PICS Seminar May 31st: Is it possible to decouple economic wealth from carbon dioxide emission rates?
May 12, 2010
May 12, 2010
Presented by: Dr. Tim Garrett, University of Utah
Date & Time: Monday, May 31 2010| 10:30 am – 11:30 am
Location: Social Sciences & Mathematics Bldg. Room A110, University of Victoria
Live Web Stream: http://www.pics.uvic.ca/broadcast.php
Where does money get its value? What physically is economic value? For climate studies, this is a highly relevant question. As the economy grows, so does its emissions of carbon dioxide. And, of course, increasing atmospheric concentrations of carbon dioxide are changing global climate.
In a recently published study, I used a mixture of physical principles and economic data to look at the relationship between civilization’s current global rate of primary energy consumption and its historical accumulation of economic wealth. It was expected that the relationship between wealth and energy consumption rates would be a constant, independent of time. This turned out to be true based on available statistics. The value for the relationship is 9.7 ± 0.3 milliwatts per inflation?adjusted 1990 US dollar.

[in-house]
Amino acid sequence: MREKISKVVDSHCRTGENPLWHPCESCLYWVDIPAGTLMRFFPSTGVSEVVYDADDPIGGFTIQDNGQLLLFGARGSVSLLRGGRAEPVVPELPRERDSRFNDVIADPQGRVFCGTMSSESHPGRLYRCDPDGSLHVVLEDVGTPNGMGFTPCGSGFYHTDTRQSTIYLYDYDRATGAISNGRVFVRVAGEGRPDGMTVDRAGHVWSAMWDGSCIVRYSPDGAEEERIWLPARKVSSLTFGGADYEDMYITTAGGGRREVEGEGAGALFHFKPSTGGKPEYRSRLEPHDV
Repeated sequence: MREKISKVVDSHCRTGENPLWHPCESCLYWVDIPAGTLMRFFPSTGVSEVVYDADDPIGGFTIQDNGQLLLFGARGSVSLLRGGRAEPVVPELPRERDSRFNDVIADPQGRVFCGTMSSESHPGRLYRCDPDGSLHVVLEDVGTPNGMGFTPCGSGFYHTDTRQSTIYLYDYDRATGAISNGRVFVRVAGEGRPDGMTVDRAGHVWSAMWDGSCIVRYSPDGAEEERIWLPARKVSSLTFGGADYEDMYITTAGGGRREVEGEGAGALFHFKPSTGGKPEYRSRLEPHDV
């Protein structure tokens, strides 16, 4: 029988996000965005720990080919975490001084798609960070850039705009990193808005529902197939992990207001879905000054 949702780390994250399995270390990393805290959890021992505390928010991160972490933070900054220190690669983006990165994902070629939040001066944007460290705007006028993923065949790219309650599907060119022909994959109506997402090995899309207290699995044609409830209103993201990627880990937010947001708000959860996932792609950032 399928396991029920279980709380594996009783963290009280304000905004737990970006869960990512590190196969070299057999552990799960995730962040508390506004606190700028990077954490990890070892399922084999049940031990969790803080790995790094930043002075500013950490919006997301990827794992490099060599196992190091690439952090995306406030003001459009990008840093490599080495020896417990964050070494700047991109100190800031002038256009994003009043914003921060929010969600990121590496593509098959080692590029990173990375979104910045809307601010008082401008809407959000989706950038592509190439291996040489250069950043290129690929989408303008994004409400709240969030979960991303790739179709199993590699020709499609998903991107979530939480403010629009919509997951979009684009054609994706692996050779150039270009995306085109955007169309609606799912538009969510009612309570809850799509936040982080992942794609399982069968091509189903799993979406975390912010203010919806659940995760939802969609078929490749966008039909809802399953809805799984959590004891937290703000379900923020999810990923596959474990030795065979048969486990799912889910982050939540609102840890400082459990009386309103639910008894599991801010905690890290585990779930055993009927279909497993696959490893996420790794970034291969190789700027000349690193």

So perhaps money is power. If so, the implications for controlling CO2 emissions rates are rather stark. Merely to stabilize emission rates at current levels, growth in wealth must cease, meaning that the inflation?adjusted GDP of civilization would need to drop to zero. Alternatively, we would need to switch to non?CO2 emitting power supplies at a rate equivalent to building about one nuclear power plant per day. This is unlikely, of course. In fact, because civilization has inertia, it may even be possible to make forecasts of humanity’s wealth and its CO2 emission rates well into this century.
Dr. Tim Garrett is an Associate Professor of Atmospheric Sciences at the University of Utah in Salt Lake City. A native of Canada, he obtained a B.Sc. in Physics in 1992 from the University of Waterloo before receiving his Ph.D. in Atmospheric Sciences at the University of Washington in 2000. His current research focuses on the role of clouds in climate and climate change.